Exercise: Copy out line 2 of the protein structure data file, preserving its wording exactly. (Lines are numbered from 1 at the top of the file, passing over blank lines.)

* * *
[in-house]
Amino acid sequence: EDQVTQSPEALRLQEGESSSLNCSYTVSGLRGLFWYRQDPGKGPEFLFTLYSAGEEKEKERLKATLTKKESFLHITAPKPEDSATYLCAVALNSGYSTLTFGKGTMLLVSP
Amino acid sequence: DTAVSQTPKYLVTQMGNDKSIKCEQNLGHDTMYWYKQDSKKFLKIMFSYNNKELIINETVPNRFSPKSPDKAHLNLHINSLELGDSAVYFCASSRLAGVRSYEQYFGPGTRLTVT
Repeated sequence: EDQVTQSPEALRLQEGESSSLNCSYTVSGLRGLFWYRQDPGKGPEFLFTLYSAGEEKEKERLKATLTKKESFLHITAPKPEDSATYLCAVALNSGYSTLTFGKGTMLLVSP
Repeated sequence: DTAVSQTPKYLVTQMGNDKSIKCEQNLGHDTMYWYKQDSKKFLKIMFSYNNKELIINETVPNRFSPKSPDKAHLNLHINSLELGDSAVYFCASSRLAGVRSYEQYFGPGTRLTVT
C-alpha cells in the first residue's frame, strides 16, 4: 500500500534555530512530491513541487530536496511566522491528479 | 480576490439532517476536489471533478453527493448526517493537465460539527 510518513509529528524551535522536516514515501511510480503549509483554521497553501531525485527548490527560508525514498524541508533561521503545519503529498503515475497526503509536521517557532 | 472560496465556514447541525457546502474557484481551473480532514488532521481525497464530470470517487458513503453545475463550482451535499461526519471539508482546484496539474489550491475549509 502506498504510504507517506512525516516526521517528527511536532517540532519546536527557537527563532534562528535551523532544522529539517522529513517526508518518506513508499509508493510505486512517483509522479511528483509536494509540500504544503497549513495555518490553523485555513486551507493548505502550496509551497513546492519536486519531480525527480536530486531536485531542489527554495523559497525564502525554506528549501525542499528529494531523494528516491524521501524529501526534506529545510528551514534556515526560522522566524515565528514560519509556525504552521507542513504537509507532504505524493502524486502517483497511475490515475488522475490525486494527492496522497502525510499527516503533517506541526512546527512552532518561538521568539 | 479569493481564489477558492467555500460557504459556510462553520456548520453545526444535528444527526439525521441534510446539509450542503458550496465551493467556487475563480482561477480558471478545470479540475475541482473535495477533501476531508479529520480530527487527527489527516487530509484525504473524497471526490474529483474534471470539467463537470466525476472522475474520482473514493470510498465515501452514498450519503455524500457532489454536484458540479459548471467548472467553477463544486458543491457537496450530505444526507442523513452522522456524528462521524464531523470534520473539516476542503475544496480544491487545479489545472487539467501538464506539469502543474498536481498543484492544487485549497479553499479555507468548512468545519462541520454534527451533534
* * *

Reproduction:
Amino acid sequence: EDQVTQSPEALRLQEGESSSLNCSYTVSGLRGLFWYRQDPGKGPEFLFTLYSAGEEKEKERLKATLTKKESFLHITAPKPEDSATYLCAVALNSGYSTLTFGKGTMLLVSP